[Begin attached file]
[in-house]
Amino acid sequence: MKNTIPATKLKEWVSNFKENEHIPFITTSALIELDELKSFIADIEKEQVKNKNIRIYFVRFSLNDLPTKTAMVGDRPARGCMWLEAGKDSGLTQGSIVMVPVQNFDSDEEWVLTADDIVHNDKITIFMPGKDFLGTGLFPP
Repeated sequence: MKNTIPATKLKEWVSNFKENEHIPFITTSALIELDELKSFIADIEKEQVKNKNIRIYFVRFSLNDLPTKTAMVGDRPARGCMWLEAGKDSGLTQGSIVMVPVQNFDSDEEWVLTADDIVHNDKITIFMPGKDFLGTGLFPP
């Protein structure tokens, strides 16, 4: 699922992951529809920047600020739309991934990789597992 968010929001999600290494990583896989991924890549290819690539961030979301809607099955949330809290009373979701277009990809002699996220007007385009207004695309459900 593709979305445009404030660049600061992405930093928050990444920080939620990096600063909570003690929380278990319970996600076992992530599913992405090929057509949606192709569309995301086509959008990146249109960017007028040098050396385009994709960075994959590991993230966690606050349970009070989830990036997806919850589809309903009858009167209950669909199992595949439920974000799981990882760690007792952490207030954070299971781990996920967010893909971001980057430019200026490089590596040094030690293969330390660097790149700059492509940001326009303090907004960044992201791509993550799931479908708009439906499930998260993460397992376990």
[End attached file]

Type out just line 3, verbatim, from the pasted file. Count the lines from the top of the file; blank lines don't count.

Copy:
Repeated sequence: MKNTIPATKLKEWVSNFKENEHIPFITTSALIELDELKSFIADIEKEQVKNKNIRIYFVRFSLNDLPTKTAMVGDRPARGCMWLEAGKDSGLTQGSIVMVPVQNFDSDEEWVLTADDIVHNDKITIFMPGKDFLGTGLFPP